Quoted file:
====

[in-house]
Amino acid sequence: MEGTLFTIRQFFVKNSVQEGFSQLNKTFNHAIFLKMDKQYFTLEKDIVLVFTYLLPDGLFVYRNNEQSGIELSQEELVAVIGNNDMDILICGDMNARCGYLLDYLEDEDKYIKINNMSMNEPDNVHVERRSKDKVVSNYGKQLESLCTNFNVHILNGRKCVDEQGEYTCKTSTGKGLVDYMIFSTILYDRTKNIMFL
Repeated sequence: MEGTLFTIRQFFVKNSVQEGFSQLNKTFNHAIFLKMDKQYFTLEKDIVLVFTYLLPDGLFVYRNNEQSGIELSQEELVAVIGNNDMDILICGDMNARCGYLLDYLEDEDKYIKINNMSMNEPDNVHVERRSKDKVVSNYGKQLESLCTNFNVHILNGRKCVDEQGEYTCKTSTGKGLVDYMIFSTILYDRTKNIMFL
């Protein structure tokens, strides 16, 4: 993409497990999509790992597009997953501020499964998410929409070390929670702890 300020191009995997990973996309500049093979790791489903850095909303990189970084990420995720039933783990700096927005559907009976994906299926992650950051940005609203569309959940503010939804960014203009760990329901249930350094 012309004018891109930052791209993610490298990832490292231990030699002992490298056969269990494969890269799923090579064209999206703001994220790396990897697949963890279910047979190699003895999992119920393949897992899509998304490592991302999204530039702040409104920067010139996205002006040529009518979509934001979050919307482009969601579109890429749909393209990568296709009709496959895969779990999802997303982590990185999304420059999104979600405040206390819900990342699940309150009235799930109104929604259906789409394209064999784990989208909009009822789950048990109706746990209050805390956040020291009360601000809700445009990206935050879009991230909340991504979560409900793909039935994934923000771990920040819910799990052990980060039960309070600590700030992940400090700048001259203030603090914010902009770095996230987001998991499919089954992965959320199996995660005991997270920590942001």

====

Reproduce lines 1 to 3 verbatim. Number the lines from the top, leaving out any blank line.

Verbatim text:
[in-house]
Amino acid sequence: MEGTLFTIRQFFVKNSVQEGFSQLNKTFNHAIFLKMDKQYFTLEKDIVLVFTYLLPDGLFVYRNNEQSGIELSQEELVAVIGNNDMDILICGDMNARCGYLLDYLEDEDKYIKINNMSMNEPDNVHVERRSKDKVVSNYGKQLESLCTNFNVHILNGRKCVDEQGEYTCKTSTGKGLVDYMIFSTILYDRTKNIMFL
Repeated sequence: MEGTLFTIRQFFVKNSVQEGFSQLNKTFNHAIFLKMDKQYFTLEKDIVLVFTYLLPDGLFVYRNNEQSGIELSQEELVAVIGNNDMDILICGDMNARCGYLLDYLEDEDKYIKINNMSMNEPDNVHVERRSKDKVVSNYGKQLESLCTNFNVHILNGRKCVDEQGEYTCKTSTGKGLVDYMIFSTILYDRTKNIMFL